|Name:||The Best of Both Worlds? Combining HPC & Big Data Methods for Bioinformatics Applications|
|Time:||Tuesday, June 20, 2017
03:45 pm - 04:05 pm
|Breaks:||03:15 pm - 03:45 pm Coffee Break|
|Speaker:||Andreas Hildebrandt, University of Mainz|
Recent years have seen a tremendous increase in the volume of data generated in the life sciences. The
analysis of these data sets poses difficult computational challenges and is an active field of research. Currently,
a popular strategy in data rich scenarios across many areas of science and industry is to adopt
big data technology, a class of highly scalable and fault-tolerant systems for handling huge data sets.
However, the characteristics of typical biological data sets and their intended usage differ significantly
from most other application areas of big data technologies: while biological data sets are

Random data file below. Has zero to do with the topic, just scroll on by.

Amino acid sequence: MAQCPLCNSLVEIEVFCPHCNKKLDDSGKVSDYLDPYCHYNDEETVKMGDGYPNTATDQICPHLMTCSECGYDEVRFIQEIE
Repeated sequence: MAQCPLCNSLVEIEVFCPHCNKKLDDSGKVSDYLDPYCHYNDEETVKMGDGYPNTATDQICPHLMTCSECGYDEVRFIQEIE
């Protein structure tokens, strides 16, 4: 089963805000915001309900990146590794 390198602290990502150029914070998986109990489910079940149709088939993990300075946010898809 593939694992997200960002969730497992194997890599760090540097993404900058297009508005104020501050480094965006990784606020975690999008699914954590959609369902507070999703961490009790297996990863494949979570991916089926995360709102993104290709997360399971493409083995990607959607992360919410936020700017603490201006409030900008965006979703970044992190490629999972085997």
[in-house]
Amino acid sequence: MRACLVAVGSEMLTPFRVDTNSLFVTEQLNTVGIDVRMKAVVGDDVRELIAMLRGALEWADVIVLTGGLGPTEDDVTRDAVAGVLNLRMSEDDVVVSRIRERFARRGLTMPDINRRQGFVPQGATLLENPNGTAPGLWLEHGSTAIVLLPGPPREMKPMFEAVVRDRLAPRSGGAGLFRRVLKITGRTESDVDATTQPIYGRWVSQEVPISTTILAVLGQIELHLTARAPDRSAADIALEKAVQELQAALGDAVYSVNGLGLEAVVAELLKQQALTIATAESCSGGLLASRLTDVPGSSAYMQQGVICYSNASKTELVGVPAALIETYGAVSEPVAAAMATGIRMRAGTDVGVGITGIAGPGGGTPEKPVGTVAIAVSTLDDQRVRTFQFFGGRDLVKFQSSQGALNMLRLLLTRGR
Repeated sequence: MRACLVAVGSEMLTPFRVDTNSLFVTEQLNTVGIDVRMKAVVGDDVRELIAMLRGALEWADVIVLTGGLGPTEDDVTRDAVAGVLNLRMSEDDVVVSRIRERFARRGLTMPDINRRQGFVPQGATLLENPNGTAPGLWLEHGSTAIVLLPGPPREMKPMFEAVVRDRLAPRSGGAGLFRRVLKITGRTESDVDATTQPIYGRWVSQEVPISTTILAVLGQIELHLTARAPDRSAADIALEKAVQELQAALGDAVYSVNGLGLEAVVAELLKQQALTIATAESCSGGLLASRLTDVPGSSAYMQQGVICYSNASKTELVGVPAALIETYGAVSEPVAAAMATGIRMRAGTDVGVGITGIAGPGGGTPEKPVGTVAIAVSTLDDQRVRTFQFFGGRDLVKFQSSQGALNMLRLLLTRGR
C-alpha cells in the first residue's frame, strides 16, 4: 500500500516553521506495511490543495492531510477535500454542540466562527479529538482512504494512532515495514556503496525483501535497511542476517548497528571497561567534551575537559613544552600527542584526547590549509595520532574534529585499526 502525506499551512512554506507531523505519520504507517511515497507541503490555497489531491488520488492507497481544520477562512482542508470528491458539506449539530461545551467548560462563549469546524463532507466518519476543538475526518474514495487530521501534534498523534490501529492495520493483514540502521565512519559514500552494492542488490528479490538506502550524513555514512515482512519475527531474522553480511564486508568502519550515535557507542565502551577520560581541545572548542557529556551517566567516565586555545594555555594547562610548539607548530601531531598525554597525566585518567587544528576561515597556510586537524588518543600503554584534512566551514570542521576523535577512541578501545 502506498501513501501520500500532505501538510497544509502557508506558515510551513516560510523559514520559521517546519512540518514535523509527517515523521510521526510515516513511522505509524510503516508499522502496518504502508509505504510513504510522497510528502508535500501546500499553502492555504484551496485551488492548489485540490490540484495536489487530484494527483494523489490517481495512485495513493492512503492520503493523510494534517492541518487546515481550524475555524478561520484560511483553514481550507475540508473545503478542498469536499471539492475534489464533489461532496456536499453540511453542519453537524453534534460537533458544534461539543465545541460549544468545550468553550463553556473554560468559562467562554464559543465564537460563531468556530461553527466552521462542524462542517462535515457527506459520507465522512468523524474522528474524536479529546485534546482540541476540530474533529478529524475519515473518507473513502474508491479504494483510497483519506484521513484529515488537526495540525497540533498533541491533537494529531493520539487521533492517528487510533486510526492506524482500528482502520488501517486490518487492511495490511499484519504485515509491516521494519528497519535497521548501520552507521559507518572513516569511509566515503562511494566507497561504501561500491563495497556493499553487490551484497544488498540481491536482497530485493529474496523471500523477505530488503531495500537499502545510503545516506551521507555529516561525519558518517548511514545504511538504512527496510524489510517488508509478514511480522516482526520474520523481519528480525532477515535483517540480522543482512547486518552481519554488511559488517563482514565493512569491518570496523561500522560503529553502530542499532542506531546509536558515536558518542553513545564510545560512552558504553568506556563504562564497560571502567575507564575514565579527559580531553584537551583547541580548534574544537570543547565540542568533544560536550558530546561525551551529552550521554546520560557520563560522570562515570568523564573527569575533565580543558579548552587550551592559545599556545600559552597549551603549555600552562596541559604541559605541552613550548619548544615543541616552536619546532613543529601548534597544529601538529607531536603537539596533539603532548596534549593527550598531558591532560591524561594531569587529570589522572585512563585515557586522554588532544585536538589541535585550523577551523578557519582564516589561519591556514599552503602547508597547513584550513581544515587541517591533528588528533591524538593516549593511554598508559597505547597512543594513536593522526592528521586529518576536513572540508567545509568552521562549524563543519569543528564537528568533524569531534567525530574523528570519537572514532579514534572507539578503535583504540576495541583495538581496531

often remarkably large, they tend to be smaller than typical ’big’ data sets. On the other hand, biological
data processing often requires more complex analysis techniques than can be afforded by big data technology,
which is often constrained to algorithms with linear or sub-linear complexity.
Consequently, the computational life sciences today tend to rely on classical high performance computing
(HPC) paradigms instead. Conceptually, most HPC methods work at a lower level of abstraction than common
big data techniques and often demand a much deeper understanding for the intricacies of parallel computing.
In my talk, I will demonstrate how hybrid approaches, combining ideas from big data with HPC methodologies,
can help flexible and highly performant HPC methods to scale towards large data sets. At the same time, much of
the domain specific programming can be performed at a high level of abstraction, similar to classical big data
approaches, enabling the user to focus more on the biological problem at hand than at the low level primitives.